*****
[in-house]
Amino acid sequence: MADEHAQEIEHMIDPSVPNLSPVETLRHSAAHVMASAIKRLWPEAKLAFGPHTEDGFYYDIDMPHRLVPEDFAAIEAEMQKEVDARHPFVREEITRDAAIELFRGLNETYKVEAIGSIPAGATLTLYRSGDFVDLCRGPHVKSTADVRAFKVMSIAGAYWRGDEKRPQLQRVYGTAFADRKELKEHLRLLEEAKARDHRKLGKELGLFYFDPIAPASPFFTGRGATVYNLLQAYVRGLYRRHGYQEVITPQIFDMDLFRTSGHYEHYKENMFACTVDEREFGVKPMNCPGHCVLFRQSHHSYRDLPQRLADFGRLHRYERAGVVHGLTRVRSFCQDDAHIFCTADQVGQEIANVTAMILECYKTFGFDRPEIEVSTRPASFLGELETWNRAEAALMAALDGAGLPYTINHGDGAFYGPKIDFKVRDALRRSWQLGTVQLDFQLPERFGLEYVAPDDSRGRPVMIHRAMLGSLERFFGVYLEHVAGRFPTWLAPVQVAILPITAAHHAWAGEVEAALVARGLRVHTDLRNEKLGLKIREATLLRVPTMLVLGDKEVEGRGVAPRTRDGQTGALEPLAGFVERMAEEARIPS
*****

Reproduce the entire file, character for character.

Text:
[in-house]
Amino acid sequence: MADEHAQEIEHMIDPSVPNLSPVETLRHSAAHVMASAIKRLWPEAKLAFGPHTEDGFYYDIDMPHRLVPEDFAAIEAEMQKEVDARHPFVREEITRDAAIELFRGLNETYKVEAIGSIPAGATLTLYRSGDFVDLCRGPHVKSTADVRAFKVMSIAGAYWRGDEKRPQLQRVYGTAFADRKELKEHLRLLEEAKARDHRKLGKELGLFYFDPIAPASPFFTGRGATVYNLLQAYVRGLYRRHGYQEVITPQIFDMDLFRTSGHYEHYKENMFACTVDEREFGVKPMNCPGHCVLFRQSHHSYRDLPQRLADFGRLHRYERAGVVHGLTRVRSFCQDDAHIFCTADQVGQEIANVTAMILECYKTFGFDRPEIEVSTRPASFLGELETWNRAEAALMAALDGAGLPYTINHGDGAFYGPKIDFKVRDALRRSWQLGTVQLDFQLPERFGLEYVAPDDSRGRPVMIHRAMLGSLERFFGVYLEHVAGRFPTWLAPVQVAILPITAAHHAWAGEVEAALVARGLRVHTDLRNEKLGLKIREATLLRVPTMLVLGDKEVEGRGVAPRTRDGQTGALEPLAGFVERMAEEARIPS